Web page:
Amy Carkeek
Welcome to the Dreamhouse

1 August – 25 August 2018

Welcome to the Dreamhouse conveys a nostalgic world where children play happily. As if unaware of the menacing and imminent darkness that has found them—or possibly only too aware—the small figures continue about their doings, masked and armed, yet seemingly unaffected. Through the modification of these discarded childhood, and mass produced domestic objects, the ceramic figurines take on a replacement narrative and a new veneer. By masking their past surface, the figurines now reveal their hollow façade.


Amy Carkeek’s photographic practice explores the impact of popular culture and consumer imagery upon the construction of Western society’s outdated and unattainable façade. Carkeek is particularly interested in the myth of The American Dream and Australia’s parallel Great Australian Dream. Central to this illusion is the veneer of the suburban dream and the commodification of home and lifestyle. This artificial façade is driven by consumer imagery as it relies on the visual power and persuasive abilities of the photographic to communicate and represent the narrative, values, and desires of a neoliberal capitalist and profit-driven system. Carkeek seeks to depict the cracks in this veneer as she questions the motivations of a system that promotes and aspires to the continual commodification of all aspects of life through the production of the photographic.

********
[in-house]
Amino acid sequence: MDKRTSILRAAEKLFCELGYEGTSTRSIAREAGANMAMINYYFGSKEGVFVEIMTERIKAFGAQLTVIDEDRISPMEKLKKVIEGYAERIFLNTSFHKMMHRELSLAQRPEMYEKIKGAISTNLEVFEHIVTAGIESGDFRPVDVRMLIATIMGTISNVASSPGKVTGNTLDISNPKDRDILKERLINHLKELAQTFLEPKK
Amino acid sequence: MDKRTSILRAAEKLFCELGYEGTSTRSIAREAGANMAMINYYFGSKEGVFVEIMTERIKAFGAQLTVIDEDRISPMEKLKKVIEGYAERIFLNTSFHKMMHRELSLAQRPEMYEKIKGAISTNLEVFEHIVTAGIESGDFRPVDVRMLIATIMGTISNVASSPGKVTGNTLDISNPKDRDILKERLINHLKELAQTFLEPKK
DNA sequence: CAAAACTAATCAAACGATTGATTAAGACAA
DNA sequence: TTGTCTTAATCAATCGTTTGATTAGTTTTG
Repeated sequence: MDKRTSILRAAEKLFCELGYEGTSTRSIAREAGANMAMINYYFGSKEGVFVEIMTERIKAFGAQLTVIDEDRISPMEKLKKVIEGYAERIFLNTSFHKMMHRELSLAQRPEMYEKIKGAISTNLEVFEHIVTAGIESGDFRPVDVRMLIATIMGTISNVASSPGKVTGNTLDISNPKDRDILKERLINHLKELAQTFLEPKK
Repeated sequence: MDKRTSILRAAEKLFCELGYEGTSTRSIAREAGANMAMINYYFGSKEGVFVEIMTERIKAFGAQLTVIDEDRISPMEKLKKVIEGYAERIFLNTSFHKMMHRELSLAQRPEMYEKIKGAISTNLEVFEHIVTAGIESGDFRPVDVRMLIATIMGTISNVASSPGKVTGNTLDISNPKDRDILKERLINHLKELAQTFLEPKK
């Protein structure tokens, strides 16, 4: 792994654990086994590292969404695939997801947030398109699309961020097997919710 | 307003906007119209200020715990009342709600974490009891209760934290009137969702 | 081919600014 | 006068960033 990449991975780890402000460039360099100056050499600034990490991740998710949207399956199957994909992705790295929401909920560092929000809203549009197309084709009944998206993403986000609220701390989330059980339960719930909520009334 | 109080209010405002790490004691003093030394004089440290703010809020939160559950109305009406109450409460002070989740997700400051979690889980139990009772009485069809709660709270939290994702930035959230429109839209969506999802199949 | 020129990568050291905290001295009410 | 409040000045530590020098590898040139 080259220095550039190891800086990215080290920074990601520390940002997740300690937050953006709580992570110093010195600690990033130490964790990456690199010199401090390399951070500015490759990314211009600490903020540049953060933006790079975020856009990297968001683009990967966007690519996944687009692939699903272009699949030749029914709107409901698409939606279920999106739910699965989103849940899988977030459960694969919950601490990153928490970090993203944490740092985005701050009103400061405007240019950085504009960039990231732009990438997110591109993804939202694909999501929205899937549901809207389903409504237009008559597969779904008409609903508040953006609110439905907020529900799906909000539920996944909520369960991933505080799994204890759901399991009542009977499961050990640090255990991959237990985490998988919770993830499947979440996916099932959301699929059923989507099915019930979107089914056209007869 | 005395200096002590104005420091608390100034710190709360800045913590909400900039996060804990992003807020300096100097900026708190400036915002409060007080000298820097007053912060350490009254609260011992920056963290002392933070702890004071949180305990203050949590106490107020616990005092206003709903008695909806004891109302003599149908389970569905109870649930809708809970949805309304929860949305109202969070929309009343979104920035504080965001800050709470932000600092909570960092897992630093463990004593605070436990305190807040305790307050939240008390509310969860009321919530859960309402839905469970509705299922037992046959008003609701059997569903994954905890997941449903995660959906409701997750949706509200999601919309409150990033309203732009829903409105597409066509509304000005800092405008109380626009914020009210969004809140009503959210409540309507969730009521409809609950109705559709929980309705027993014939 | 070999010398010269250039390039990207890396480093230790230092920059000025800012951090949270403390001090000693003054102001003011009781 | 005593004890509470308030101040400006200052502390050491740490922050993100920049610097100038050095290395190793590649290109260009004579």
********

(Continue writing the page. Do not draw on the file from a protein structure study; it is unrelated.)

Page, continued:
Carkeek has exhibited in galleries across Australia and in Philadelphia, USA. She has been a finalist in various prestigious awards such as The Hutchins Australian Contemporary Art Prize, Wyndham Art Prize, Moreton Bay Region Art Award, Clayton Utz Art Award, and Josephine Ulrick and Win Schubert Photography Award. She has also won the Contemporary Art Awards and the Lord Mayors Photographic Award.

Exhibition Dates
Wednesday, 1 August to Saturday, 25 August 2018.

Exhibition Events


Exhibition Image: Amy Carkeek, Sweet pea, it’s just an illusion (detail), 2018. Archival inkjet print, 127 x 87cm (framed), edition 5.  Image courtesy of the artist.